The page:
Dismissal for want of prosecution “is an extraordinarily harsh sanction that should be used only in extreme situations, when there is a clear record of delay or contumacious conduct, or where other less drastic sanctions have proven unavailing.” Gabriel v. Hamlin, 514 F.3d 734, 736 (7th Cir.2008) (internal quotation marks and citations omitted). The appropriateness of this measure depends on all the circumstances of the case. See National Hockey League v. Metropolitan Hockey Club, 427 U.S. 639, 641–42, 96 S.Ct. 2778, 49 L.Ed.2d 747 (1976); Link v. Wabash R. Co., 370 U.S. 626, 633, 82 S.Ct. 1386, 8 L.Ed.2d 734 (1962). We have suggested a number of factors that are relevant to the district court's decision: the frequency of the plaintiff's failure to comply with deadlines; whether the responsibility for mistakes is attributable to the plaintiff herself or to the plaintiff's lawyer; the effect of the mistakes on the judge's calendar; the prejudice that the delay caused to the defendant; the merit of the suit; and the consequences of dismissal for the social objectives that the litigation represents. Aura Lamp & Lighting Inc. v. International Trading Corp., 325 F.3d 903, 908 (7th Cir.2003); Ball v. City of Chicago, 2 F.3d 752, 755 (7th Cir.1993).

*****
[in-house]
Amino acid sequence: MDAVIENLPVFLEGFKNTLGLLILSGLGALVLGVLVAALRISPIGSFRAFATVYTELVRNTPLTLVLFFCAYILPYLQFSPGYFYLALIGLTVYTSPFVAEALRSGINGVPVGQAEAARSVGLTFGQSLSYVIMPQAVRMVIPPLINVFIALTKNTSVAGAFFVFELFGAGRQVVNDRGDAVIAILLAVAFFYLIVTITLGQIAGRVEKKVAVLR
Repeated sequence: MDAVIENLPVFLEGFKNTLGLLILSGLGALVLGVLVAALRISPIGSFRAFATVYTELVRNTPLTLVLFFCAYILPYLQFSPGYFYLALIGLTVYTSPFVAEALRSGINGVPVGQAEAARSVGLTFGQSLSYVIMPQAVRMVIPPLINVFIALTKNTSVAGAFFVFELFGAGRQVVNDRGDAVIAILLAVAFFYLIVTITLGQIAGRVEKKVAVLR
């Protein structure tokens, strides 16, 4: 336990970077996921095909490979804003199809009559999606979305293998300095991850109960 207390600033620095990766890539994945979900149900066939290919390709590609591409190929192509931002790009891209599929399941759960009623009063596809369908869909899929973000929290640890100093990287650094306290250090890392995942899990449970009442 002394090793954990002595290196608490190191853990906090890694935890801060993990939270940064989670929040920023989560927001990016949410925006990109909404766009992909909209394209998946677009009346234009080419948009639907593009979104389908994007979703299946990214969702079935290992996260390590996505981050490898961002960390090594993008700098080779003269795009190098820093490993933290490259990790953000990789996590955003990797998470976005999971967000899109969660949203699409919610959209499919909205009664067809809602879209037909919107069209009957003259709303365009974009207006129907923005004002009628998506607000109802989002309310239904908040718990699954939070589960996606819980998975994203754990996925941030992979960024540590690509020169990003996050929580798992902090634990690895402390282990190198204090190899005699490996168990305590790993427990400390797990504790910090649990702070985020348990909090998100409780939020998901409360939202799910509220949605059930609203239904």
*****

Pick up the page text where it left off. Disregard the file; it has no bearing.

Most of these factors weighed against dismissing Kasalo's individual case. Most strikingly, all of the errors appear to be the fault of Albukerk and none seems to have anything to do with Kasalo's complaint against Harris. In addition, while the class claims were dubious, Kasalo's claim had merit, and the dismissal of that claim (about which more shortly) frustrates Congress's desire to provide a remedy for those wronged by abusive debt-collection tactics. The defendants have not explained any way in which they were prejudiced by the delay. This is partly because the most significant delay was that between the April 7 deadline for Albukerk's brief and the third status hearing in June; but although the district court twice reset the status hearing, there is no evidence that this was at Albukerk's prompting. No one involved in the case did anything between April 7 and June 18. When we asked Harris's lawyer at oral argument what harm his client had suffered, he could say only that attorney's fees had accrued along the way. But Harris presented no evidence of any such expenses, and two months' attorney's fees in a case like this would not be grounds for dismissal. Similarly, the detrimental effect on the court's calendar is not clear. Part of the problem in this regard is that the district court issued just two terse statements explaining the dismissal, and neither gives us much insight about the court's reasoning. The district court said that the plaintiff failed to proceed and that it was basing its decision on the whole history of the case, but neither of those statements gives any helpful detail.